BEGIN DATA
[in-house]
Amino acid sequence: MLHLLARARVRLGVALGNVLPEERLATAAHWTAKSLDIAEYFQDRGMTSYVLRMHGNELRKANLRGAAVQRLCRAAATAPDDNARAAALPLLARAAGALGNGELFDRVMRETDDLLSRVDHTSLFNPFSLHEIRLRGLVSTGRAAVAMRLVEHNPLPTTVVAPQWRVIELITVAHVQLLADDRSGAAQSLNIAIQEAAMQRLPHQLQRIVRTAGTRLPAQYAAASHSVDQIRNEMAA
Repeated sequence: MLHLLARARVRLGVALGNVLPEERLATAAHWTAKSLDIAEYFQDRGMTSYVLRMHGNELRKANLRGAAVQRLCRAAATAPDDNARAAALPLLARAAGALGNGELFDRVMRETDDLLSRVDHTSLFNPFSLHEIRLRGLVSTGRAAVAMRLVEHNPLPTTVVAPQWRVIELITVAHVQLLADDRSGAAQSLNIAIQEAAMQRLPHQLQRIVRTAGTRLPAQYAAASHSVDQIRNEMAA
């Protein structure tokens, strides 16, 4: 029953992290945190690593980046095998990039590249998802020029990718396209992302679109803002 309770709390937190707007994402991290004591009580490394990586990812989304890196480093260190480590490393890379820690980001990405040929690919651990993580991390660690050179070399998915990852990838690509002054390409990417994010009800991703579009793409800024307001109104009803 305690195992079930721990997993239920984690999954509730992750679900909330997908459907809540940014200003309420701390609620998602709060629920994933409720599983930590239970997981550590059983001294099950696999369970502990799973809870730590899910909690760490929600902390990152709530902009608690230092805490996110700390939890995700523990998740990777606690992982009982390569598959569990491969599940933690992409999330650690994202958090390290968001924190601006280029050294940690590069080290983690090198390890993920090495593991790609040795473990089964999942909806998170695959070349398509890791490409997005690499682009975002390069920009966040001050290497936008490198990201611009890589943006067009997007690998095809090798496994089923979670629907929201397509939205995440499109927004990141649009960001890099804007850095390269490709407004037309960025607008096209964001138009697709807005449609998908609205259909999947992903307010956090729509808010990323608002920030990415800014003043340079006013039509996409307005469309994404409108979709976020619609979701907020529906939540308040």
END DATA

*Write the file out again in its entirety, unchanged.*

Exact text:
[in-house]
Amino acid sequence: MLHLLARARVRLGVALGNVLPEERLATAAHWTAKSLDIAEYFQDRGMTSYVLRMHGNELRKANLRGAAVQRLCRAAATAPDDNARAAALPLLARAAGALGNGELFDRVMRETDDLLSRVDHTSLFNPFSLHEIRLRGLVSTGRAAVAMRLVEHNPLPTTVVAPQWRVIELITVAHVQLLADDRSGAAQSLNIAIQEAAMQRLPHQLQRIVRTAGTRLPAQYAAASHSVDQIRNEMAA
Repeated sequence: MLHLLARARVRLGVALGNVLPEERLATAAHWTAKSLDIAEYFQDRGMTSYVLRMHGNELRKANLRGAAVQRLCRAAATAPDDNARAAALPLLARAAGALGNGELFDRVMRETDDLLSRVDHTSLFNPFSLHEIRLRGLVSTGRAAVAMRLVEHNPLPTTVVAPQWRVIELITVAHVQLLADDRSGAAQSLNIAIQEAAMQRLPHQLQRIVRTAGTRLPAQYAAASHSVDQIRNEMAA
């Protein structure tokens, strides 16, 4: 029953992290945190690593980046095998990039590249998802020029990718396209992302679109803002 309770709390937190707007994402991290004591009580490394990586990812989304890196480093260190480590490393890379820690980001990405040929690919651990993580991390660690050179070399998915990852990838690509002054390409990417994010009800991703579009793409800024307001109104009803 305690195992079930721990997993239920984690999954509730992750679900909330997908459907809540940014200003309420701390609620998602709060629920994933409720599983930590239970997981550590059983001294099950696999369970502990799973809870730590899910909690760490929600902390990152709530902009608690230092805490996110700390939890995700523990998740990777606690992982009982390569598959569990491969599940933690992409999330650690994202958090390290968001924190601006280029050294940690590069080290983690090198390890993920090495593991790609040795473990089964999942909806998170695959070349398509890791490409997005690499682009975002390069920009966040001050290497936008490198990201611009890589943006067009997007690998095809090798496994089923979670629907929201397509939205995440499109927004990141649009960001890099804007850095390269490709407004037309960025607008096209964001138009697709807005449609998908609205259909999947992903307010956090729509808010990323608002920030990415800014003043340079006013039509996409307005469309994404409108979709976020619609979701907020529906939540308040």